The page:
Letter on Offense


What follows is a letter written to some individuals to whom were deeply offended
at my open display of a Baphomet.

What is it that would make one so quick to offense in regard to one’s deeply held beliefs? What does that betray about the given individual and one’s positions? Should we really be so quick to outrage in light of what challenges our beliefs? Or should we not rather examine our positions with precision and a view towards objectivity, endeavoring as much as possible to negate bias?

When we see a symbol that expresses ideas which oppose our own principles and we get offended over that symbol, we are giving that symbol power. The symbol in and of itself is meaningless; it is the ideas and principles behind that symbol that we should be concerned about. It is right to say that certain ideas are offensive, such as: racism, sexism, and all types of discrimination and prejudices on the grounds of gender, religion, and anti-human ideologies–things of this sort. However, we should not surrender ourselves to our emotions–having a gut reaction which guides our behavior and our thinking. We give these ideas power by becoming immediately emotional; not to say that there is never a place for emotion in regard to offensive ideas. We should feel repulsed by things like racism because it is treating and perceiving an entire people and culture as second-class and subhuman. Rather than being enraptured by emotion, we should focus and call attention to the ideas in question, including our own, and examine them, targeting exactly what it is we are perceiving as offensive.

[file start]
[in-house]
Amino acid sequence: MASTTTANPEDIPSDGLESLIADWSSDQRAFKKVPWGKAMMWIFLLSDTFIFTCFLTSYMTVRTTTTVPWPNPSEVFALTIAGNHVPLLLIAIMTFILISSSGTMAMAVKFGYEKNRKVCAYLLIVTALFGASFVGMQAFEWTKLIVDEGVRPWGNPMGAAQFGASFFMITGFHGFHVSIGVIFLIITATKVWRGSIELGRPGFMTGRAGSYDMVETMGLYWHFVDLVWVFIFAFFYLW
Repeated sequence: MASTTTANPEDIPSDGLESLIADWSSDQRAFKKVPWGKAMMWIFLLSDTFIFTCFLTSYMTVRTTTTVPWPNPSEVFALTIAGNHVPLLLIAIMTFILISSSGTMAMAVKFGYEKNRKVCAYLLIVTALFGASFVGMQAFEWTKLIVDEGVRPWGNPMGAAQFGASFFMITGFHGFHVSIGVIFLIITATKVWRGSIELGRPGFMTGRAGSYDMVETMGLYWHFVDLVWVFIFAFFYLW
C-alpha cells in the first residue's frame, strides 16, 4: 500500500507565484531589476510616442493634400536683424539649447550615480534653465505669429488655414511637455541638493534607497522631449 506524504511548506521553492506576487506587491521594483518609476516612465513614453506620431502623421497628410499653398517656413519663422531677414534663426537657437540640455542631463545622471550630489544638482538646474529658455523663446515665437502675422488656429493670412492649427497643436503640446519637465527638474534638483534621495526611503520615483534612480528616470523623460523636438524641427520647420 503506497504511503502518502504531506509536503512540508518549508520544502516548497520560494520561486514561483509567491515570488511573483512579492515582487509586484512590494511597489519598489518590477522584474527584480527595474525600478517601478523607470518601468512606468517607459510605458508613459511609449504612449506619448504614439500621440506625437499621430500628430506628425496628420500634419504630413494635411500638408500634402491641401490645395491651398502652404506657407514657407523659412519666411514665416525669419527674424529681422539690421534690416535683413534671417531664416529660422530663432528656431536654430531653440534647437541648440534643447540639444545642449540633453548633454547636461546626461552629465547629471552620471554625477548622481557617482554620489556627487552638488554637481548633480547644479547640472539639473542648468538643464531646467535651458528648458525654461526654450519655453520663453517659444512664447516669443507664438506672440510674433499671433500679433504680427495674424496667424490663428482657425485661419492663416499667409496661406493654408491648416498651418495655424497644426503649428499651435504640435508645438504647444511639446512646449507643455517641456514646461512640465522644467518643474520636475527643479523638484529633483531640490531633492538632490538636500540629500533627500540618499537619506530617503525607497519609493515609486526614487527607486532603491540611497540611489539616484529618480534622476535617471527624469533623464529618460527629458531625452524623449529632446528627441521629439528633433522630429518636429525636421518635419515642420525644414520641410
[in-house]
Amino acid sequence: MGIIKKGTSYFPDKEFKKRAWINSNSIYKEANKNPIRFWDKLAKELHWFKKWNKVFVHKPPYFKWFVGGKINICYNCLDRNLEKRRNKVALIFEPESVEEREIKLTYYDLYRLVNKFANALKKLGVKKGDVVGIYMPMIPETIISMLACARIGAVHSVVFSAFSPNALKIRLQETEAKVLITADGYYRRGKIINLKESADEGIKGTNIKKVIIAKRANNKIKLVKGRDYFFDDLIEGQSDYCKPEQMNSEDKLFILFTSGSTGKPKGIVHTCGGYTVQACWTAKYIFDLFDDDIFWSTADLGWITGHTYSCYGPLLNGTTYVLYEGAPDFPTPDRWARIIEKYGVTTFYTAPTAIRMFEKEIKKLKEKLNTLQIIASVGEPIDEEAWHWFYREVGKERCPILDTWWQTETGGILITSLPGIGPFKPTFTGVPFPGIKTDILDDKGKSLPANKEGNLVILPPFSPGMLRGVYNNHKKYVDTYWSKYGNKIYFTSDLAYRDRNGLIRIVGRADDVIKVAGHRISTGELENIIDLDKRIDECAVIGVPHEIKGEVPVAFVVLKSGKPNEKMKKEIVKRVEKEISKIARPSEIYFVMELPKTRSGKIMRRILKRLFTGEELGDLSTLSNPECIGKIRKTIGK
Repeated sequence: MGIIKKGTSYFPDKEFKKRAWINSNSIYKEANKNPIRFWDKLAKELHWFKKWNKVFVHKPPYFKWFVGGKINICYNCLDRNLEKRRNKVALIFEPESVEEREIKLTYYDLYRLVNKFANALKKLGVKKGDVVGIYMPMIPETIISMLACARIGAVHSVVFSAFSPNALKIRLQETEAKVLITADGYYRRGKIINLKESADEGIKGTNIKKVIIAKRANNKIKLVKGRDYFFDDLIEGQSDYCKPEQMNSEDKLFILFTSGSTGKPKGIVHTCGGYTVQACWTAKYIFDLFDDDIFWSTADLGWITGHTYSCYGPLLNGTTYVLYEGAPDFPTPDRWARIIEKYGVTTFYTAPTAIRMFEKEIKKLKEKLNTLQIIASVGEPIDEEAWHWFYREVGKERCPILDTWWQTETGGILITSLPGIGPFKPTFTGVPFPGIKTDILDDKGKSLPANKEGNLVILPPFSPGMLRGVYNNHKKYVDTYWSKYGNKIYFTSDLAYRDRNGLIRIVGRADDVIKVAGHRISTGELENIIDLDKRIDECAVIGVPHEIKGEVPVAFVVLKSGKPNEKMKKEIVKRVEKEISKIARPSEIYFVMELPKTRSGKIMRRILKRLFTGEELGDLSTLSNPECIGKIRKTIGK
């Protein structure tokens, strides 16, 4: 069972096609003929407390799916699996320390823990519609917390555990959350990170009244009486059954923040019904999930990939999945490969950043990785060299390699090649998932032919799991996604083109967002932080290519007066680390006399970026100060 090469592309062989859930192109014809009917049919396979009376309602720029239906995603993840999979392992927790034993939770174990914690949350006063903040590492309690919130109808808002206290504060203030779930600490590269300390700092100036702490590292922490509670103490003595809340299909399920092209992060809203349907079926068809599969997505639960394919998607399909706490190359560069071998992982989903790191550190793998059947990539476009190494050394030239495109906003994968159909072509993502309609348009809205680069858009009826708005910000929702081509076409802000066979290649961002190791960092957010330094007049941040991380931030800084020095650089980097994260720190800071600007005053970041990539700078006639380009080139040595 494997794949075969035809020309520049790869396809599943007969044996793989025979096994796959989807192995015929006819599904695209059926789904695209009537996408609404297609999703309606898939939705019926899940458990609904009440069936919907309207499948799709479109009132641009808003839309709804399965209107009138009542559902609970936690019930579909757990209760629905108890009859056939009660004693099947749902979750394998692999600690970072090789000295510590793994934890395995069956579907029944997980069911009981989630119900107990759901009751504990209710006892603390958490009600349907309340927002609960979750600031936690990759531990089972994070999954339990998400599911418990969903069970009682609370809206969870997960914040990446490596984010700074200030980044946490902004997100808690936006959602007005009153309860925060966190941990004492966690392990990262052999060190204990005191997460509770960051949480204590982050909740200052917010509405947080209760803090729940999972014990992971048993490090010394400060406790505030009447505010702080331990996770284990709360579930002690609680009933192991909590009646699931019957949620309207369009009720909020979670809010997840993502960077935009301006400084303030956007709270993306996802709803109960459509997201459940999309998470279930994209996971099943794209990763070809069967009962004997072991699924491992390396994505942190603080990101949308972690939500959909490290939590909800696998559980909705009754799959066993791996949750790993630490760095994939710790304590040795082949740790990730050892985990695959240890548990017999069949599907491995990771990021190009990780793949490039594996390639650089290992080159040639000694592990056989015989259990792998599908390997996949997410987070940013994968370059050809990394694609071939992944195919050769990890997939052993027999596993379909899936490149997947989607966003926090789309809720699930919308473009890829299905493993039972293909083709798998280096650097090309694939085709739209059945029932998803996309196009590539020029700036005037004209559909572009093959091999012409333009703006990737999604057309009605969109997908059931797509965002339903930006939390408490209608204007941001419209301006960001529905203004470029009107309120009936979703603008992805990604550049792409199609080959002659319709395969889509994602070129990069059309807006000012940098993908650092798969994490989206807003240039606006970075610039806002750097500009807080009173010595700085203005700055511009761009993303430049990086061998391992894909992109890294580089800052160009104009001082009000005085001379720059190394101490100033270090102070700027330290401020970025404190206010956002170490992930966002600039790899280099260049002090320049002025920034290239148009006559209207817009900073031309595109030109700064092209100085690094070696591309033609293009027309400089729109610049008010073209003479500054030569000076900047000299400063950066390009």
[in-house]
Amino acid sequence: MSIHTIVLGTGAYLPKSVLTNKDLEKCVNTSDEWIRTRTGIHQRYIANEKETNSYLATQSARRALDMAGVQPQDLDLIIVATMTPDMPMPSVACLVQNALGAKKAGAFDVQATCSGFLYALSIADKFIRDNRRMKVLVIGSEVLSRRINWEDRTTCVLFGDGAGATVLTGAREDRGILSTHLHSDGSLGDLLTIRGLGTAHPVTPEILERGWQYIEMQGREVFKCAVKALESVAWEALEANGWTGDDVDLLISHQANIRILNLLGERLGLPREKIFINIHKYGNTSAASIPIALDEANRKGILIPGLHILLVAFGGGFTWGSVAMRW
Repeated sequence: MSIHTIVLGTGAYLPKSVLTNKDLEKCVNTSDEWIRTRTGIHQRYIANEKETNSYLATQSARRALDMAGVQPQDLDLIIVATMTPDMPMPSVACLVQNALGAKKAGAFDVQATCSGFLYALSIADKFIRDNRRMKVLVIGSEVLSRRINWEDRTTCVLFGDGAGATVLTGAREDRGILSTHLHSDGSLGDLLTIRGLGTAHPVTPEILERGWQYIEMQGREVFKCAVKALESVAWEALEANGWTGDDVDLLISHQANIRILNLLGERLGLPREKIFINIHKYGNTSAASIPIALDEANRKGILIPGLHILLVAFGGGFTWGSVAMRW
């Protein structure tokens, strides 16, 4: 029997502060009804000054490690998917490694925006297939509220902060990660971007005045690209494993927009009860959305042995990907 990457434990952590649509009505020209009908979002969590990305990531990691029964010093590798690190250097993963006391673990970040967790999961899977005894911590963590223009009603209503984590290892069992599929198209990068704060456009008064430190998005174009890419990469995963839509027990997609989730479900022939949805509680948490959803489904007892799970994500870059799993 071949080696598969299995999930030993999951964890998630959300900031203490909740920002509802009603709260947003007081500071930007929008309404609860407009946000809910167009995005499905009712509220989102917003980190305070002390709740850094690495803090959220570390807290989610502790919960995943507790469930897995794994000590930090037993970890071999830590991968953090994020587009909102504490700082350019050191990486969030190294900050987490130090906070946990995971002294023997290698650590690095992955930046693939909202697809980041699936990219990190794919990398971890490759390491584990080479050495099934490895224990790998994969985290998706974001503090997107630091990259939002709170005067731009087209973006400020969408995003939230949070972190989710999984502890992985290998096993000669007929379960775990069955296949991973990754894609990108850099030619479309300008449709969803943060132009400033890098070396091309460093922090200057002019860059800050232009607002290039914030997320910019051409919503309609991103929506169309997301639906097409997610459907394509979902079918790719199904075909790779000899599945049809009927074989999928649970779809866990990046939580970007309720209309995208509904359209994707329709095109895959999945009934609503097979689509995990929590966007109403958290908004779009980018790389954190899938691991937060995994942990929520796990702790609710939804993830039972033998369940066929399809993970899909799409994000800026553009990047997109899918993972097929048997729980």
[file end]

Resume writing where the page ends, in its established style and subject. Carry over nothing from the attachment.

Let me give an example of the type of behavior we are trying to cultivate. Imagine that we are sitting about when suddenly someone sits down beside us with a shirt that has a picture of a Swastika. Now as we know about the cultural history of the Swastika, it wasn’t always associated with the National Socialists of Nazi Germany. It originally represented auspiciousness to the Hindus, Buddhists, and Jains. But let us imagine the shirt with the Swastika on it included the Imperial Eagle which the Nazis used. It is undeniable that the ideology of the National Socialists was utterly offensive and oppressive in its prejudiced and racist views. However, we should not respond to the individual with the Swastika on the shirt by getting in a fluster. It is valid to feel repugnance toward the ideas behind this symbol, but we should respond to the individual by shedding light on the negative views of the Nazis and challenging this hateful outlook with rationality. When we become overwhelmed in an emotional stupor, we are letting these atrocious ideas have power over us. What we should want to aim for is not reaction, but proaction.  What we want is to start a dialogue, a discussion about the nature of the ideas behind the symbol that offends us. Perhaps in the process, we may even discover some positions of our own that may need reflection and more fleshing out.


One thought on “Letter on Offense

  1. If the individual opens themselves up to adversarial experiences, it offers opportunities to learn about the self and the world. How can the individual appreciate the blessing of a good meal if they have never had the experience of hunger? How can an individual grow in wisdom through experience, and knowledge through their senses, if they exist only in an echo chamber that only serves up that which they agree and are comfortable with. How stupid and lazy people become when they have no opportunity to challenge their own limits by being open to new adversarial possibilities.

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